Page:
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Venue Summit: Safety & security

Venue Summit: Safety & security

Chairs: Prof Chris Kemp, Mind Over Matter Consultancy (UK) & Coralie Berael, Forest National Arena (BE)

Panellists: Steve Schwenkglenks, Barclaycard Arena Hamburg (DE) & Gary Simpson, ASM Global 

ILMC's Venue Summit opened with a busy room full of people keen to hear about one of the most pressing issues currently: safety and security of audiences.

Coralie Berael from Belgium’s Forest National venue told the audience that enhanced searches have meant that the police have concerns about the number of people waiting outside the venue while the checks take place. So, where does this issue end? she asked. At the point they get on transport? She stressed the need for venues to ensure patrons have a good customer experience and posed the question of whose role it is to detect the bad actors.

ASM Global’s Gary Simpson said security costs money, so venues need to understand what their threats and risks are, because they have to make decisions on where to allocate resources. We have to be rational about it, agreed Berael.

Simpson said he is an advocate for high standards but at the same time it’s important that venues understand what the threat levels are -  and to do what is necessary with regards to information. There isn’t the same terrorism threat level in London as in a small town in Scotland, so how can venues get more localised information in order to prepare accordingly and manage costs more effectively.

Panel chairman Chris Kemp from Mind Over Matter Consultancy discussed issues that can arise from a cyber-attack, such as how to handle it and what the threats could be. Simpson said the advent of ‘smart’ buildings, which are highly connected to the Internet means this is likely to be a growing issue. Practising good cyber security is important, for example changing passwords. But remember machines are not the only weakness – people can be too, he pointed out.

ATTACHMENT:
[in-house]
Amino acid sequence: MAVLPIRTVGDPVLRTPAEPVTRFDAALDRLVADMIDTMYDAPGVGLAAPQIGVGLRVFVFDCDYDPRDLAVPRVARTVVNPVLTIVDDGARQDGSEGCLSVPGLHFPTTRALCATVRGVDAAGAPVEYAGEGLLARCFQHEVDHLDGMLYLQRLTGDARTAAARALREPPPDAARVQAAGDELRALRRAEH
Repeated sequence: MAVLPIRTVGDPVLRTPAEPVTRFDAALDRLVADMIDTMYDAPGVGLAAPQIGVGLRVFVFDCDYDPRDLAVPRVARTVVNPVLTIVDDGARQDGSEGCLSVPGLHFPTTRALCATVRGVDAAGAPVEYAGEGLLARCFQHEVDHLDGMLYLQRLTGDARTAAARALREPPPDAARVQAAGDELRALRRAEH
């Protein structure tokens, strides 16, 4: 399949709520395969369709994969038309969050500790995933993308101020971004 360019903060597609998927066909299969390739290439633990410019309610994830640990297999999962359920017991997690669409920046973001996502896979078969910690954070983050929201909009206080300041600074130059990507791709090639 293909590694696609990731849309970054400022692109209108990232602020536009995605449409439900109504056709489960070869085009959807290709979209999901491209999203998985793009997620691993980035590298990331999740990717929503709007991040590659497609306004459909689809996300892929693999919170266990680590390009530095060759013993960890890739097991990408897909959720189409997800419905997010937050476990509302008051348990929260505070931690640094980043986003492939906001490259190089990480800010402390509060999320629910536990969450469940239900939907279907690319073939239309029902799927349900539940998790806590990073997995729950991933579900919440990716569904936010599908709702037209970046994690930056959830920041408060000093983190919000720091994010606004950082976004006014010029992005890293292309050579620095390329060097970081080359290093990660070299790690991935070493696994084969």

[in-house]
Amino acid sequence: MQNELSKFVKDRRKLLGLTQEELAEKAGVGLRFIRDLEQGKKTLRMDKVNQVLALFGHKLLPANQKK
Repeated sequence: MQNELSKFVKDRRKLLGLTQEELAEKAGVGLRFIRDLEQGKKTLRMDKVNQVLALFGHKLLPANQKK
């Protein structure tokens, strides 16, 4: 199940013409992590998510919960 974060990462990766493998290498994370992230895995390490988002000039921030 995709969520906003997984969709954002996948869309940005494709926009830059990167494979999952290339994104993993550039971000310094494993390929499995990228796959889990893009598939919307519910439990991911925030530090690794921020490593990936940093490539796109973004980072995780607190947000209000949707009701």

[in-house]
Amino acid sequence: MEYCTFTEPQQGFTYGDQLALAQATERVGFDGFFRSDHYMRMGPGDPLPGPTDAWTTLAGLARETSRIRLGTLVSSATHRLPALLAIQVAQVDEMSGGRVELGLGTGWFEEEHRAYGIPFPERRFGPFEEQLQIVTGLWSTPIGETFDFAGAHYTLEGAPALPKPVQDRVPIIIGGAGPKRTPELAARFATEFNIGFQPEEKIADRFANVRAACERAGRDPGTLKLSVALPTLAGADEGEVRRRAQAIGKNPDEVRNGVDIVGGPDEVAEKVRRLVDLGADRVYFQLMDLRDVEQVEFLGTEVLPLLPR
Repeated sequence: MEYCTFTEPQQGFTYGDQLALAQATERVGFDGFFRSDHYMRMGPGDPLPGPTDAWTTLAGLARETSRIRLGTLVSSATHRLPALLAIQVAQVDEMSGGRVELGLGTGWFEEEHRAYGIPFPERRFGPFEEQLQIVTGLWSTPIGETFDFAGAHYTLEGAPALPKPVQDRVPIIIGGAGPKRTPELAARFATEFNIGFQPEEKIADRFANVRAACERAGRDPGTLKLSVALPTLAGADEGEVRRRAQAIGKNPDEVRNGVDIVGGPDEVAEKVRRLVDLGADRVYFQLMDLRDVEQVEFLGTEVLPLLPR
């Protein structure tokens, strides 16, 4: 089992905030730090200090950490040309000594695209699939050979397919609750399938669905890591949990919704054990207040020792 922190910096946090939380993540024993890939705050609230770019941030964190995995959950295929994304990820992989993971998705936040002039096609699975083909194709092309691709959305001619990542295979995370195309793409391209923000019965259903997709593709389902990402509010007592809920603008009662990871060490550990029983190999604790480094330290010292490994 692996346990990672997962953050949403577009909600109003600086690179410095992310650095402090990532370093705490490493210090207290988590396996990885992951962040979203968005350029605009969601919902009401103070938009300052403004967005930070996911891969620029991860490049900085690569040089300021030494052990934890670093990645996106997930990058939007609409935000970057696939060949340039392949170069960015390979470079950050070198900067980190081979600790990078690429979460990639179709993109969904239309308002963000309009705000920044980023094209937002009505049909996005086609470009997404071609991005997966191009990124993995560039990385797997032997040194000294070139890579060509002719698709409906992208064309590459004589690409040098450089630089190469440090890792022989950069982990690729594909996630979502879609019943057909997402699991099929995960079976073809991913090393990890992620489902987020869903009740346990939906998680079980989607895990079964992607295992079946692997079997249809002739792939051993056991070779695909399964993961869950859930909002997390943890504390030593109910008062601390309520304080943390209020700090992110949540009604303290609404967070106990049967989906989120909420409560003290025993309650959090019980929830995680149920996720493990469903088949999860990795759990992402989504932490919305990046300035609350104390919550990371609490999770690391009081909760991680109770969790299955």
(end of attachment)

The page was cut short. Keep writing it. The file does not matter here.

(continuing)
Kemp said there’s an issue with finding sufficient numbers of qualified people for security roles, so can tech help us? Simpson shared details about machines that can spot dangerous objects in bags without people needing to open them for staff.

Some audiences are getting younger and younger – with children as young as 10 being left alone at gigs. Some parents drop their kids off in the morning thinking the venue can look after their kids. Now, if parents are dropping off kids, some venues have created a disclaimer form asking the parent to say there’s no responsibility on the venue’s part.

Simpson said venues and promoters need to work together more closely. Some security riders from artists now list every potential threat that needs to be covered – but that’s not always financially viable. So it’s important to discuss what are the priorities and what’s a reasonable level of protection given the circumstances.

With increasing numbers of people with disabilities coming to concerts, Berael reminded the room that policies are in place for evacuating people with disabilities if there’s an incident.